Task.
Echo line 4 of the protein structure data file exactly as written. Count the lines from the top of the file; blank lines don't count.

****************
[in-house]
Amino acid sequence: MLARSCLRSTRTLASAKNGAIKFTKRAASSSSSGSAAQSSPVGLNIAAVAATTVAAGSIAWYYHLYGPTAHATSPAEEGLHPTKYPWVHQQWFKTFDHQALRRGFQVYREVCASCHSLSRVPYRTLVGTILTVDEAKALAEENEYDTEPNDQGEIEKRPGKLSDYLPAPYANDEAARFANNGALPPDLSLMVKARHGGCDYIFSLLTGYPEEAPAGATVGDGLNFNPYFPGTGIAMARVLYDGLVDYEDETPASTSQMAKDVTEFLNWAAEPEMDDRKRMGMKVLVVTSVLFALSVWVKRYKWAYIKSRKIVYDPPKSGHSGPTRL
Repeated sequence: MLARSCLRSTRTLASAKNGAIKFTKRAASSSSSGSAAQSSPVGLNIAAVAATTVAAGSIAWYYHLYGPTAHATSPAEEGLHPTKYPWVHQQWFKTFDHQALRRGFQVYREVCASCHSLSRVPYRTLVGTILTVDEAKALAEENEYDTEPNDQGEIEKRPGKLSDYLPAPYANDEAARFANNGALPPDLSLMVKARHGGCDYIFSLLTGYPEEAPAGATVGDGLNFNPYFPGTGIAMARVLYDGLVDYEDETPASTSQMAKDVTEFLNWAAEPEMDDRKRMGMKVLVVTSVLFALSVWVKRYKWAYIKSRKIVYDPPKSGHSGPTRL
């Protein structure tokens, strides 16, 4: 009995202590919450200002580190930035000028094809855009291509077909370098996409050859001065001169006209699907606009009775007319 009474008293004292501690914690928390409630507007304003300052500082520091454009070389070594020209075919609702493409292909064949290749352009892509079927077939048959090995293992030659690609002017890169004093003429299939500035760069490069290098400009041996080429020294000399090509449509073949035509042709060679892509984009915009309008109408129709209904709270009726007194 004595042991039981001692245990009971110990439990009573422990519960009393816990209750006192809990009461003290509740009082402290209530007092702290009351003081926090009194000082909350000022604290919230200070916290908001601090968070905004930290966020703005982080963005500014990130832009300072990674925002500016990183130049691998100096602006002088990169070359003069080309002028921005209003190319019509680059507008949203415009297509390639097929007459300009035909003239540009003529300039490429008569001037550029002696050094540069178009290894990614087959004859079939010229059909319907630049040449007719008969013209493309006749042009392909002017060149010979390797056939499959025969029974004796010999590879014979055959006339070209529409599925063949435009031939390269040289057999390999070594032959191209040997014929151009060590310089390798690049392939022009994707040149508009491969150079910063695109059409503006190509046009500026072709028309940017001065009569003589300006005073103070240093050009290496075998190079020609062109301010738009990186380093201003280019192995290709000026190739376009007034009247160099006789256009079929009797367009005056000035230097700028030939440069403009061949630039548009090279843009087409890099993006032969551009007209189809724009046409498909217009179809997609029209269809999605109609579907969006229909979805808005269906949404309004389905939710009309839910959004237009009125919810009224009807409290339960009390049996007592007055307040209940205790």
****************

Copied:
């Protein structure tokens, strides 16, 4: 009995202590919450200002580190930035000028094809855009291509077909370098996409050859001065001169006209699907606009009775007319 009474008293004292501690914690928390409630507007304003300052500082520091454009070389070594020209075919609702493409292909064949290749352009892509079927077939048959090995293992030659690609002017890169004093003429299939500035760069490069290098400009041996080429020294000399090509449509073949035509042709060679892509984009915009309008109408129709209904709270009726007194 004595042991039981001692245990009971110990439990009573422990519960009393816990209750006192809990009461003290509740009082402290209530007092702290009351003081926090009194000082909350000022604290919230200070916290908001601090968070905004930290966020703005982080963005500014990130832009300072990674925002500016990183130049691998100096602006002088990169070359003069080309002028921005209003190319019509680059507008949203415009297509390639097929007459300009035909003239540009003529300039490429008569001037550029002696050094540069178009290894990614087959004859079939010229059909319907630049040449007719008969013209493309006749042009392909002017060149010979390797056939499959025969029974004796010999590879014979055959006339070209529409599925063949435009031939390269040289057999390999070594032959191209040997014929151009060590310089390798690049392939022009994707040149508009491969150079910063695109059409503006190509046009500026072709028309940017001065009569003589300006005073103070240093050009290496075998190079020609062109301010738009990186380093201003280019192995290709000026190739376009007034009247160099006789256009079929009797367009005056000035230097700028030939440069403009061949630039548009090279843009087409890099993006032969551009007209189809724009046409498909217009179809997609029209269809999605109609579907969006229909979805808005269906949404309004389905939710009309839910959004237009009125919810009224009807409290339960009390049996007592007055307040209940205790």